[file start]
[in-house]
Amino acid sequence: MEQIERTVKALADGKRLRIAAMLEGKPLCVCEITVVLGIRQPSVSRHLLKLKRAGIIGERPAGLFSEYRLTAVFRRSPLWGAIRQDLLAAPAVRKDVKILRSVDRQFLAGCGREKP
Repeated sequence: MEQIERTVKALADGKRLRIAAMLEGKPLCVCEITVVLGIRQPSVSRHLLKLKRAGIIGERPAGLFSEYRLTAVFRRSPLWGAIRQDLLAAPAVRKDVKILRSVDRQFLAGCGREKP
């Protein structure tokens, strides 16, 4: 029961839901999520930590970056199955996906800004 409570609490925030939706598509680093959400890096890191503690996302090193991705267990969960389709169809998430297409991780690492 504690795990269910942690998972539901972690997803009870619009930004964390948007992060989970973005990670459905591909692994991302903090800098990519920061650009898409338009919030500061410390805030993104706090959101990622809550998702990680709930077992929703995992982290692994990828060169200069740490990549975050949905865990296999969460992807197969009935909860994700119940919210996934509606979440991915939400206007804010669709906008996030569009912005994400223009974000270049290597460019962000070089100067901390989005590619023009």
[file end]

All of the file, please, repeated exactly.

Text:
[in-house]
Amino acid sequence: MEQIERTVKALADGKRLRIAAMLEGKPLCVCEITVVLGIRQPSVSRHLLKLKRAGIIGERPAGLFSEYRLTAVFRRSPLWGAIRQDLLAAPAVRKDVKILRSVDRQFLAGCGREKP
Repeated sequence: MEQIERTVKALADGKRLRIAAMLEGKPLCVCEITVVLGIRQPSVSRHLLKLKRAGIIGERPAGLFSEYRLTAVFRRSPLWGAIRQDLLAAPAVRKDVKILRSVDRQFLAGCGREKP
């Protein structure tokens, strides 16, 4: 029961839901999520930590970056199955996906800004 409570609490925030939706598509680093959400890096890191503690996302090193991705267990969960389709169809998430297409991780690492 504690795990269910942690998972539901972690997803009870619009930004964390948007992060989970973005990670459905591909692994991302903090800098990519920061650009898409338009919030500061410390805030993104706090959101990622809550998702990680709930077992929703995992982290692994990828060169200069740490990549975050949905865990296999969460992807197969009935909860994700119940919210996934509606979440991915939400206007804010669709906008996030569009912005994400223009974000270049290597460019962000070089100067901390989005590619023009």